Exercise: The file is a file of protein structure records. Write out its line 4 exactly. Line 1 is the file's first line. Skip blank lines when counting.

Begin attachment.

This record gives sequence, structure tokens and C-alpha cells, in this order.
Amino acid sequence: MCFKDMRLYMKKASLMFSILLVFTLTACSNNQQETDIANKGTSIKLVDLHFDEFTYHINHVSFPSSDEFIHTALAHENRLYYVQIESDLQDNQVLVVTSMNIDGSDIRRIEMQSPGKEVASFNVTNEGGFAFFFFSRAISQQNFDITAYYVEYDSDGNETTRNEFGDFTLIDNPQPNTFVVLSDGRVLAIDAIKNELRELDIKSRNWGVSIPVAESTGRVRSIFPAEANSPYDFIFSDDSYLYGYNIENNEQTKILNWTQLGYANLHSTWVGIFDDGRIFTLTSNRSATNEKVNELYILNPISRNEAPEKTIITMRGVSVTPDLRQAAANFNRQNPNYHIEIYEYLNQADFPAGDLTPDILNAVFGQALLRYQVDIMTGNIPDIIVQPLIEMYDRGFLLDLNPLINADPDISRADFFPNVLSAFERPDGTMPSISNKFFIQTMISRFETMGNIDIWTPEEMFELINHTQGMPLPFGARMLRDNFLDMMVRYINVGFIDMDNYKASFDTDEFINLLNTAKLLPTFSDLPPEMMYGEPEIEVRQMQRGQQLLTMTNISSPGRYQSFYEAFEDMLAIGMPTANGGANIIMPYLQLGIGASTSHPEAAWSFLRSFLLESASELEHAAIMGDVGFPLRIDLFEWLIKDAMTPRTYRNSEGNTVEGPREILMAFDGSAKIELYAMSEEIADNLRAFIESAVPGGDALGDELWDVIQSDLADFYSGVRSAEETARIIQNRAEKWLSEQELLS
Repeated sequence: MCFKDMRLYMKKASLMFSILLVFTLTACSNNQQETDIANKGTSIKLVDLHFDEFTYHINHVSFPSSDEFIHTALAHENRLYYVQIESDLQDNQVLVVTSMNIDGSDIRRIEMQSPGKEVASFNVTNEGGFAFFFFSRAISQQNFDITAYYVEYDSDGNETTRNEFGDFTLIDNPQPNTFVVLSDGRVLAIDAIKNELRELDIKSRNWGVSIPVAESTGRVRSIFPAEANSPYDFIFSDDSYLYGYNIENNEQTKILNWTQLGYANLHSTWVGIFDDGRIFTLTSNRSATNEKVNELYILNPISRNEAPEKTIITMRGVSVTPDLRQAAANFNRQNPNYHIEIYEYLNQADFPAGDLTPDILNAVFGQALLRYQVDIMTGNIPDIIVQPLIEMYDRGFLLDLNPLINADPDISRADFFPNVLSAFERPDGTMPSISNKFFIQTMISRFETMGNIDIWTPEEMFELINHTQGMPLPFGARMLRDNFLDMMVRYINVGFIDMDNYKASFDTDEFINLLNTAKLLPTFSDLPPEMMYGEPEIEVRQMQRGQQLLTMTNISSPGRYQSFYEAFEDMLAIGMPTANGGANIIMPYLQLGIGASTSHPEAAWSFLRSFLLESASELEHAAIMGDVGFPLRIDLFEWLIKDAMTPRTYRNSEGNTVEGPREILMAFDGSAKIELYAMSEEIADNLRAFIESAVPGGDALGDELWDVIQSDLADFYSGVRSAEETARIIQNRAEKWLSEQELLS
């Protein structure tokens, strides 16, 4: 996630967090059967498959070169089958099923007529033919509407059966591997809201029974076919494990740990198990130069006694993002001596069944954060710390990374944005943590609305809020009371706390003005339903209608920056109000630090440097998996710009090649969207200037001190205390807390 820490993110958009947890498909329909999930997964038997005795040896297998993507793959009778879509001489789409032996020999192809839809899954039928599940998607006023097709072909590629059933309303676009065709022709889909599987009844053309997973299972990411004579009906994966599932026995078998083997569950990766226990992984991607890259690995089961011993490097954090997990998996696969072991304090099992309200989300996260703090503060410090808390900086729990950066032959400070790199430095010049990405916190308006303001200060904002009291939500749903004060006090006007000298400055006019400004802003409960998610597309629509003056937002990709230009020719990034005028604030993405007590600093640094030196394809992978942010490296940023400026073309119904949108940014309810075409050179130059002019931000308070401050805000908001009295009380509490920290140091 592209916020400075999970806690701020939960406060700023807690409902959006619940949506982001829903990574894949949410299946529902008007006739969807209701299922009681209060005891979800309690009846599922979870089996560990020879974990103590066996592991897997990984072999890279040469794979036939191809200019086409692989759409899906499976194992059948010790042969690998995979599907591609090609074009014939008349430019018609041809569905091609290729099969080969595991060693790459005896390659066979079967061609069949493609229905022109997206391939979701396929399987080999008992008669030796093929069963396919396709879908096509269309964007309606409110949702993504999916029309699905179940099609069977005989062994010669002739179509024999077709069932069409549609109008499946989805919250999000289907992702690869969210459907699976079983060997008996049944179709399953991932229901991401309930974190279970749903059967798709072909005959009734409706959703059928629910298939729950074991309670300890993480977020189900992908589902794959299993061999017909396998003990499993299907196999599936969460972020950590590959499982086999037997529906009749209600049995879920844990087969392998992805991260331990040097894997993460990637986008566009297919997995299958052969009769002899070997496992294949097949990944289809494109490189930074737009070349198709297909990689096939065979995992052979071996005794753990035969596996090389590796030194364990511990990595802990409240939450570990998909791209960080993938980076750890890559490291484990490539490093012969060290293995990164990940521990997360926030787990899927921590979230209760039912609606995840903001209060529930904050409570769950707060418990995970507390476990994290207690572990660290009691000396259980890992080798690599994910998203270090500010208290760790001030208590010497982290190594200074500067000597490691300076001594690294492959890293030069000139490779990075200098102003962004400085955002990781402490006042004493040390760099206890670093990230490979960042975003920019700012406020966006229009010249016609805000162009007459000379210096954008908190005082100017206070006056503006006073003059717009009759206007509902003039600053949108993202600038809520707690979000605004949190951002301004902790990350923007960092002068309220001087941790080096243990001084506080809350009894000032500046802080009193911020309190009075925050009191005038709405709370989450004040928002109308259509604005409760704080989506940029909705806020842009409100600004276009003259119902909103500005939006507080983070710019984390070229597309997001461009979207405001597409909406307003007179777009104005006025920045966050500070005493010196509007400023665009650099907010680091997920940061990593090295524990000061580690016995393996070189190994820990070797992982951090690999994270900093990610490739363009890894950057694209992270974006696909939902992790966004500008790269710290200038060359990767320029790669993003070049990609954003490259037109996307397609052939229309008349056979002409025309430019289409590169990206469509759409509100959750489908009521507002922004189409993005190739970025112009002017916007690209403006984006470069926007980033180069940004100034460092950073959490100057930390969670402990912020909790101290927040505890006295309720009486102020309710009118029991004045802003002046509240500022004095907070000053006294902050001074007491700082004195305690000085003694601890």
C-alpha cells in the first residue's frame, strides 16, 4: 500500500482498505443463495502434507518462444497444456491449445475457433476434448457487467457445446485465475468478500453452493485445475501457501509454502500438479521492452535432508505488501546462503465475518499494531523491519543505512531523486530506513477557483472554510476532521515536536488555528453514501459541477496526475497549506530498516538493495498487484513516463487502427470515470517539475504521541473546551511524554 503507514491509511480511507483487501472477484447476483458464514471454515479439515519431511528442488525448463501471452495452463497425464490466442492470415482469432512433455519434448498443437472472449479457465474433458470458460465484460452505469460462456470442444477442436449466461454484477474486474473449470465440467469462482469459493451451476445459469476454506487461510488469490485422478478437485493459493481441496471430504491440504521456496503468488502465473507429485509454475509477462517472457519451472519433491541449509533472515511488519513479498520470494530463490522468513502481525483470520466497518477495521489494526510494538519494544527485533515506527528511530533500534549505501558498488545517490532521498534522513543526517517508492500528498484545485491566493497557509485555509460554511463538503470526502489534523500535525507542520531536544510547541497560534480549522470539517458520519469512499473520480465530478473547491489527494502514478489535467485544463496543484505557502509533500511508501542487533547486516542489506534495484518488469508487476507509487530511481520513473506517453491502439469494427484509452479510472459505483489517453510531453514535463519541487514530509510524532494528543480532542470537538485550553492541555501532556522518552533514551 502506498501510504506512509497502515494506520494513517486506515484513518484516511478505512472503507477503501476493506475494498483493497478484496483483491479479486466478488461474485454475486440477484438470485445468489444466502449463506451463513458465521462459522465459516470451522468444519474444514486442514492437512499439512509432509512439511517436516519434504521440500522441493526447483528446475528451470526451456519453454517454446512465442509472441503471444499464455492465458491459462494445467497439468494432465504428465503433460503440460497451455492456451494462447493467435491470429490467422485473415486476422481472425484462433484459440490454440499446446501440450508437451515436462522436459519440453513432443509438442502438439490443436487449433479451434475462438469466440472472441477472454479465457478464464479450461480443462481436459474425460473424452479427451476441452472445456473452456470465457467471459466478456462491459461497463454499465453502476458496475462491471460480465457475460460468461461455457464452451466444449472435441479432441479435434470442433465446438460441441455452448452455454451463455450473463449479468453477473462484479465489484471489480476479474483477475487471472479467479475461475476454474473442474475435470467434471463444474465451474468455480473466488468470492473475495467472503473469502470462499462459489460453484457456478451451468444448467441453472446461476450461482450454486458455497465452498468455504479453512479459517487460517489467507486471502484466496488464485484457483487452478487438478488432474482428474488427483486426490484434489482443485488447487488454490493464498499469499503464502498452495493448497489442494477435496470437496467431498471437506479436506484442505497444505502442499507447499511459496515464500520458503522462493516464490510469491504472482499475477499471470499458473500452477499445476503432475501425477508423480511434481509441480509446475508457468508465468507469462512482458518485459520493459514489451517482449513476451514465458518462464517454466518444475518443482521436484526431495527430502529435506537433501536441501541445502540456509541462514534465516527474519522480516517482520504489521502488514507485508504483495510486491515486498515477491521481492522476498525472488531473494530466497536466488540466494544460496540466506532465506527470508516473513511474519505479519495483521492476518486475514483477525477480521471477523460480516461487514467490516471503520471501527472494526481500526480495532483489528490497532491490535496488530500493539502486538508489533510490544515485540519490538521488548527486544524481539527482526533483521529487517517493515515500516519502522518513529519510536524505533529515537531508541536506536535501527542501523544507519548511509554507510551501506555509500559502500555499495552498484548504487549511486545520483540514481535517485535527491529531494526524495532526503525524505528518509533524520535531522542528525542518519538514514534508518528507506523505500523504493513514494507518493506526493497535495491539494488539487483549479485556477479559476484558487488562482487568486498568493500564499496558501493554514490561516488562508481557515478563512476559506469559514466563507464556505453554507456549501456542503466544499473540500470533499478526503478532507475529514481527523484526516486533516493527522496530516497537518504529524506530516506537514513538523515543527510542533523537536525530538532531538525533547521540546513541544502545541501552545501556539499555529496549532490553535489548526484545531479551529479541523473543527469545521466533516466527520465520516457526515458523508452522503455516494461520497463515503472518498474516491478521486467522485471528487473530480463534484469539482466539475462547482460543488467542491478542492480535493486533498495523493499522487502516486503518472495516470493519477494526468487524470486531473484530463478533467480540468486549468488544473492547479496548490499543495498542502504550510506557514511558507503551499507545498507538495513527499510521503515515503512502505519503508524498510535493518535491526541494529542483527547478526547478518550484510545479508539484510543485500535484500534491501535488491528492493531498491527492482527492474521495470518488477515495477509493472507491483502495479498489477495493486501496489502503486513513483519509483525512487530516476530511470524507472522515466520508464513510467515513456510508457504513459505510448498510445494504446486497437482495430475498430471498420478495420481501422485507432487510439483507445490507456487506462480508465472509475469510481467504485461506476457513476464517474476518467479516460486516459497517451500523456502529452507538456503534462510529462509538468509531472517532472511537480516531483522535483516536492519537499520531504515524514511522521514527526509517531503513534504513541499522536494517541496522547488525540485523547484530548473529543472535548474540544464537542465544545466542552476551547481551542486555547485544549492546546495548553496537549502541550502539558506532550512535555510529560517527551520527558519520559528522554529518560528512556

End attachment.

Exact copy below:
């Protein structure tokens, strides 16, 4: 996630967090059967498959070169089958099923007529033919509407059966591997809201029974076919494990740990198990130069006694993002001596069944954060710390990374944005943590609305809020009371706390003005339903209608920056109000630090440097998996710009090649969207200037001190205390807390 820490993110958009947890498909329909999930997964038997005795040896297998993507793959009778879509001489789409032996020999192809839809899954039928599940998607006023097709072909590629059933309303676009065709022709889909599987009844053309997973299972990411004579009906994966599932026995078998083997569950990766226990992984991607890259690995089961011993490097954090997990998996696969072991304090099992309200989300996260703090503060410090808390900086729990950066032959400070790199430095010049990405916190308006303001200060904002009291939500749903004060006090006007000298400055006019400004802003409960998610597309629509003056937002990709230009020719990034005028604030993405007590600093640094030196394809992978942010490296940023400026073309119904949108940014309810075409050179130059002019931000308070401050805000908001009295009380509490920290140091 592209916020400075999970806690701020939960406060700023807690409902959006619940949506982001829903990574894949949410299946529902008007006739969807209701299922009681209060005891979800309690009846599922979870089996560990020879974990103590066996592991897997990984072999890279040469794979036939191809200019086409692989759409899906499976194992059948010790042969690998995979599907591609090609074009014939008349430019018609041809569905091609290729099969080969595991060693790459005896390659066979079967061609069949493609229905022109997206391939979701396929399987080999008992008669030796093929069963396919396709879908096509269309964007309606409110949702993504999916029309699905179940099609069977005989062994010669002739179509024999077709069932069409549609109008499946989805919250999000289907992702690869969210459907699976079983060997008996049944179709399953991932229901991401309930974190279970749903059967798709072909005959009734409706959703059928629910298939729950074991309670300890993480977020189900992908589902794959299993061999017909396998003990499993299907196999599936969460972020950590590959499982086999037997529906009749209600049995879920844990087969392998992805991260331990040097894997993460990637986008566009297919997995299958052969009769002899070997496992294949097949990944289809494109490189930074737009070349198709297909990689096939065979995992052979071996005794753990035969596996090389590796030194364990511990990595802990409240939450570990998909791209960080993938980076750890890559490291484990490539490093012969060290293995990164990940521990997360926030787990899927921590979230209760039912609606995840903001209060529930904050409570769950707060418990995970507390476990994290207690572990660290009691000396259980890992080798690599994910998203270090500010208290760790001030208590010497982290190594200074500067000597490691300076001594690294492959890293030069000139490779990075200098102003962004400085955002990781402490006042004493040390760099206890670093990230490979960042975003920019700012406020966006229009010249016609805000162009007459000379210096954008908190005082100017206070006056503006006073003059717009009759206007509902003039600053949108993202600038809520707690979000605004949190951002301004902790990350923007960092002068309220001087941790080096243990001084506080809350009894000032500046802080009193911020309190009075925050009191005038709405709370989450004040928002109308259509604005409760704080989506940029909705806020842009409100600004276009003259119902909103500005939006507080983070710019984390070229597309997001461009979207405001597409909406307003007179777009104005006025920045966050500070005493010196509007400023665009650099907010680091997920940061990593090295524990000061580690016995393996070189190994820990070797992982951090690999994270900093990610490739363009890894950057694209992270974006696909939902992790966004500008790269710290200038060359990767320029790669993003070049990609954003490259037109996307397609052939229309008349056979002409025309430019289409590169990206469509759409509100959750489908009521507002922004189409993005190739970025112009002017916007690209403006984006470069926007980033180069940004100034460092950073959490100057930390969670402990912020909790101290927040505890006295309720009486102020309710009118029991004045802003002046509240500022004095907070000053006294902050001074007491700082004195305690000085003694601890």